Cyanine

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The following article is from The Great Soviet Encyclopedia (1979). It might be outdated or ideologically biased.

Cyanine

 

any one of numerous organic compounds containing two heterocyclic radicals connected by a chain consisting of an odd number of methine groups:

where Y and Y’ are O, S, Se, CR2, or some other element or radical, R and R’ are H or van alkyl, X is Cl, Br, I, or some other anion, and n = 0–5.

The general name for this class of compounds is derived from the first compound of the class, bright blue cyanin, or cyanine blue (from the Greek kyanos, “blue”). Depending on the number of methine groups in the chain, a distinction is made between simple cyanines (monomethines), in which n = 0, carbocyanines (trimethines), in which n = 1, dicarbocyanines (pentamethines), in which n = 2, and so forth. The basic method for the synthesis of cyanines involves the condensation of quaternary salts of heterocyclic compounds. Cyanines are polymethine dyes.

The Great Soviet Encyclopedia, 3rd Edition (1970-1979). © 2010 The Gale Group, Inc. All rights reserved.
References in periodicals archive ?
Then, the cells exposed to hyperbaric pressure were treated with the different concentrations of cyanin chloride, and the cells were cultured for an additional 3 days: Group A (control group): 0 mmHg additional pressure without cyanin chloride treatment; Group B (hyperbaric group): 60 mmHg additional pressure; Group C: 60 mmHg additional pressure and 10 [micro]mol/L cyanin chloride; Group D: 60 mmHg additional pressure and 30 [micro]mol/L cyanin chloride; and Group E: 60 mmHg additional pressure and 50 [micro]mol/L cyanin chloride.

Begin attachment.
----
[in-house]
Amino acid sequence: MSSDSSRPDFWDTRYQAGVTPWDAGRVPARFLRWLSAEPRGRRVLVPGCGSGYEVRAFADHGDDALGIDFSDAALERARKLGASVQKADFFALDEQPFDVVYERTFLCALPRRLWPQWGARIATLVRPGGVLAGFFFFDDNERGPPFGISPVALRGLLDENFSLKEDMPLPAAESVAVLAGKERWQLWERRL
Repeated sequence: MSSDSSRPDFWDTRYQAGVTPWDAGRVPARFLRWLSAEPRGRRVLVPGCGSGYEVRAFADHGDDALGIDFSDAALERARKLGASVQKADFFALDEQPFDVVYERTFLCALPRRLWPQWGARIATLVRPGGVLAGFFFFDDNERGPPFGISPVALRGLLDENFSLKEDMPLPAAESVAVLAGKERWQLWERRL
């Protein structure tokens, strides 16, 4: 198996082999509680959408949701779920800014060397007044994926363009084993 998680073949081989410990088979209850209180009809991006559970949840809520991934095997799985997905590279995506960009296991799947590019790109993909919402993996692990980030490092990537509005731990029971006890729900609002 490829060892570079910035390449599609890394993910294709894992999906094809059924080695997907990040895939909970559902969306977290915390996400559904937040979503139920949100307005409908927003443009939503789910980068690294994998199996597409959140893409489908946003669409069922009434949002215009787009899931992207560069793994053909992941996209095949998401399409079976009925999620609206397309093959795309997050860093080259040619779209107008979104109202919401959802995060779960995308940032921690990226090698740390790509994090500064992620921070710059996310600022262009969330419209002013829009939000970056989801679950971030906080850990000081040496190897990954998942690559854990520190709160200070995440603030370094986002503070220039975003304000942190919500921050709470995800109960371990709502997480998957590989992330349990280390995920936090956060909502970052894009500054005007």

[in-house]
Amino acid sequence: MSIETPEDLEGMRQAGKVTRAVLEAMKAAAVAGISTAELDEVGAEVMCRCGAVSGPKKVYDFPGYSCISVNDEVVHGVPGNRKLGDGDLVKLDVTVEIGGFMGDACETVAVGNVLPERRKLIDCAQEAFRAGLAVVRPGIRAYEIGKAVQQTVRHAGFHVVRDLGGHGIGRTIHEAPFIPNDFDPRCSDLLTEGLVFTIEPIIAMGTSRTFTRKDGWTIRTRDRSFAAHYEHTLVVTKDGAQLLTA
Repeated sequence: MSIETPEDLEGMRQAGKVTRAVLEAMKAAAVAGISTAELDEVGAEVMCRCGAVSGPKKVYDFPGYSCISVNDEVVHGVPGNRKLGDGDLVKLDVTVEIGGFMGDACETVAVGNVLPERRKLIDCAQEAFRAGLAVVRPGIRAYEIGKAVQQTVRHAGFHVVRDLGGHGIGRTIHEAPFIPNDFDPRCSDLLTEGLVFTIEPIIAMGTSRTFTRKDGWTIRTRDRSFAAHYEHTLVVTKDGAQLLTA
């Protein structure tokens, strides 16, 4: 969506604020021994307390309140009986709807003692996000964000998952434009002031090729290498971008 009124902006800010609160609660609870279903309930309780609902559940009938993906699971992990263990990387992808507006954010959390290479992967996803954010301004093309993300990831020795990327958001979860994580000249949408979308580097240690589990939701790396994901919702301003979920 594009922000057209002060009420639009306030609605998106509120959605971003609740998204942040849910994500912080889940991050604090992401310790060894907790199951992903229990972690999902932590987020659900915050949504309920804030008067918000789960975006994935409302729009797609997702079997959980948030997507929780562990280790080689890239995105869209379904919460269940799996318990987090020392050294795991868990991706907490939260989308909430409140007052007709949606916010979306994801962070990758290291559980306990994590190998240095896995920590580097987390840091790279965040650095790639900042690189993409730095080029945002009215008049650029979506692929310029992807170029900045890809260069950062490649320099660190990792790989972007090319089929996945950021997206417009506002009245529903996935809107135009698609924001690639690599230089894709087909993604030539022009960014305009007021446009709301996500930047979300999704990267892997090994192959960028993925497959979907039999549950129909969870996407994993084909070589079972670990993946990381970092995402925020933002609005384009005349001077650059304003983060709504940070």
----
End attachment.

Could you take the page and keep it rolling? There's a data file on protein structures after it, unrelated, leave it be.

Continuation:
Cell morphology did not change significantly after exposure to either hyperbaric pressure (Figure 1(b)) or cyanin chloride (Figures 1(c)-1(e)).
The relative SR was significantly decreased in Group B (+60 mmHg additional pressure) compared to Group A (atmospheric pressure) (P < 0.01; Figure 2), but treatment with cyanin chloride increased survival in Groups C, D, and E compared to Group B, and the effect was dose-dependent (P < 0.01; Figure 2).
We investigated the effect of cyanin chloride on GLAST mRNA and protein expression in cultured retinal Muller cells under hyperbaric pressure.
Our results confirm our hypothesis that cyanin chloride, a type of anthocyanin, can improve the GLAST level in hyperbaric pressure-cultured rat retinal Muller cells.
In our study, 30 [micro]mol/L and 50 [micro]mol/L cyanin chloride increased GLAST protein levels in Muller cells exposed to hyperbaric pressure.
In conclusion, we have demonstrated that cyanin chloride prevents hyperbaric pressure-induced decreases in survival of cultured Muller cells, and this effect is mirrored by the increased GLAST level.
The results support our hypothesis and demonstrate that cyanin chloride can protect rat retinal Muller cells from hyperbaric pressure-induced decreases in the GLAST level.
Muller cells were cultured to 80-90% confluence and exposed to hyperbaric or atmospheric pressure for two hours and then to varying concentrations of cyanin chloride (or vehicle) for three days before images were captured.
In podocysts less than 4 months old subjected to the acid solochrome cyanin method, most of the granules filling the cytoplasm of the cyst cells are stained red, indicating proteins (Fig.
Histochemical examination by means of the acid solochrome cyanin method on 5-year old podocysts demonstrated that the cell mass had been stained red, indicating proteins, as extensively as in the podocysts less than 4 months old (Figs.